Monday, June 13, 2016

12 June 2016 -- Proper 6 / 4th Pentecost

Proper 6 / 4th after Pentecost  — 12 June 2016
St. Peter’s, Bettendorf – 9:00 am

2 Samuel 11:26-12:10,13-15  |  Psalm 32  |  Galatians 2:15-21  |  Luke 7:36-8:3

David said to Nathan, “I have sinned against the Lord.”  And Nathan said to David, “Now the Lord has put away your sin.”

How many of you remember, perhaps in school, reading James Weldon Johnson’s poem, “The Creation”?  As some of us recall, it begins:
And God stepped out on space,
And he looked around and said:
I'm lonely--
I'll make me a world.

It’s a really lovely poem, and if you don’t know it I encourage you to look it up.  The problem with it is that although it’s great poetry, it is not great theology.  ("Oh, no!  A religious Grinch!” you say!)  But here’s the thing:  God did not create the universe because God was lonely.  God was, is, never lonely.  (This all has to do with the doctrine of the Trinity, and I would investigate with you how that is, but when Meg gets back she would say, “Why are you still here?  And why is our congregation all asleep in the pews?”)

In truth, God made the world – God created the whole universe – not out of loneliness but as an outpouring of the Divine Love which is the essential nature of the Triune God.  God created us, and indeed the whole world – in order to share God’s love, to share being.

The Scripture readings this morning are about sin.  

We all probably remember the story of David and Bathsheba, which is where the first lesson comes from.  (If you’re not quite sure about the whole story, when you get home, look it up in Second Samuel chapters 11 & 12.  Do not get the “David and Bathsheba” movie from Netflix.  Nothing against Netflix, but the film, with Gregory Peck and Susan Hayward, is really pretty awful!)  David has an affair (“affair” may not really be quite the right word for this) with the wife of Uriah the Hittite, one of his generals.  Anyway, Bathsheba gets pregnant, in circumstances in which it will be obvious to her husband Uriah that he is not the father.  Oops.  So David covers this up by arranging for Uriah to get killed in battle.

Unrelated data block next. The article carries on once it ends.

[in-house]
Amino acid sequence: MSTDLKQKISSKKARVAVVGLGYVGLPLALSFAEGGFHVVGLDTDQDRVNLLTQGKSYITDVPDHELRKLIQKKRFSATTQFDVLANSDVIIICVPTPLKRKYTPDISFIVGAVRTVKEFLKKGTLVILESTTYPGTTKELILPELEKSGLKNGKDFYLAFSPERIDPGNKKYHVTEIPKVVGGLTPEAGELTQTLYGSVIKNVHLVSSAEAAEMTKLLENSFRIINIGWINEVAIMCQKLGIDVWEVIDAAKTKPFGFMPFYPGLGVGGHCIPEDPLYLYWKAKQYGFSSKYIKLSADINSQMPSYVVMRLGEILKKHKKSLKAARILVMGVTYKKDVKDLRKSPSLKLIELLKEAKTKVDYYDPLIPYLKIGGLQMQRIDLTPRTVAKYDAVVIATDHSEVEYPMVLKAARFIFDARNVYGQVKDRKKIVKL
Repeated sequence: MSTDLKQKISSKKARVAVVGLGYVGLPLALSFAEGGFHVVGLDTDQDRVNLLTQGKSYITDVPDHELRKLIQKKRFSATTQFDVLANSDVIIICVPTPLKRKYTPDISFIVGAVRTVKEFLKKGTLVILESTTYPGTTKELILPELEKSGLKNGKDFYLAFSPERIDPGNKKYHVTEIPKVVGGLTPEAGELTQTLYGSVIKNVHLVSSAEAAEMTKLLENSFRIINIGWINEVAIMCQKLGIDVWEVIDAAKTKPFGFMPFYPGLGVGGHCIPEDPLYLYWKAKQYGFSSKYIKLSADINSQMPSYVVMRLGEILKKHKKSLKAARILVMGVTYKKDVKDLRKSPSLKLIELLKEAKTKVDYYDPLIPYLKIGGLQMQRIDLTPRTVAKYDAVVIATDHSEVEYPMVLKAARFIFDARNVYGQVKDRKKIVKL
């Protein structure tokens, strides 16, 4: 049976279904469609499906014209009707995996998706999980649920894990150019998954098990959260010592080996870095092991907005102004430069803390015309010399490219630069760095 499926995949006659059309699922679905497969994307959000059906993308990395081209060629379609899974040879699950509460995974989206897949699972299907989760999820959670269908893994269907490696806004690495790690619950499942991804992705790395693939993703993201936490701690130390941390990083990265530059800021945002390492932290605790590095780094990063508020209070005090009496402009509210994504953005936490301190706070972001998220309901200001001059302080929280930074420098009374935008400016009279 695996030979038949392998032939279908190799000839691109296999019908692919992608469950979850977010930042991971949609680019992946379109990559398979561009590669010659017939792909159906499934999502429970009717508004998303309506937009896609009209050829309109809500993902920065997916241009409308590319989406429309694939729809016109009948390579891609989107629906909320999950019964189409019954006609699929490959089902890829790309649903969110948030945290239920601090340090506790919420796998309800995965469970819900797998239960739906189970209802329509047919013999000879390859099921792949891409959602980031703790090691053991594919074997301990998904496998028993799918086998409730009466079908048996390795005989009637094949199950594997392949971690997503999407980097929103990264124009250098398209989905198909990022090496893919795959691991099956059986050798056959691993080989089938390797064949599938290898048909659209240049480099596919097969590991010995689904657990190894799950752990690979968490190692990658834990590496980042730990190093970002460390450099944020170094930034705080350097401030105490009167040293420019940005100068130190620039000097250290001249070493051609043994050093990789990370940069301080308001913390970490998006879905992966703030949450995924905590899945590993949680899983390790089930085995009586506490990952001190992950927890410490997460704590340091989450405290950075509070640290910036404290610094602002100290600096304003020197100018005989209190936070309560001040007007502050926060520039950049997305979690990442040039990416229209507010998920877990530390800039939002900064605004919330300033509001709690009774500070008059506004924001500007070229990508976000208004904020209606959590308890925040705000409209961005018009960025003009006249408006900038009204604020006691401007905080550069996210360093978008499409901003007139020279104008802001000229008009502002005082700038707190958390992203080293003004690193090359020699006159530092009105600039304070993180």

Very nice, David.  “Thou shalt not covet thy neighbor’s wife.”  “Thou shalt not commit adultery.”  “Thou shalt not bear false witness against thy neighbor.”  “Thou shalt do no murder.”  For somebody who is supposed to be faithful to the Lord God of Israel, David, at the moment that’s not going too well for you, is it?  Which is exactly what the prophet Nathan tells him, trapping him with the moving story of the poor peasant with the ewe lamb.  “You are the man!”  Well, David repents, and the Lord forgives him (though not without consequences, and actually the Lord does not come out of this whole business with clean hands either. But that’s another sermon for another time).  The point is, God can forgive even heinous sin.  And David’s sin is pretty heinous.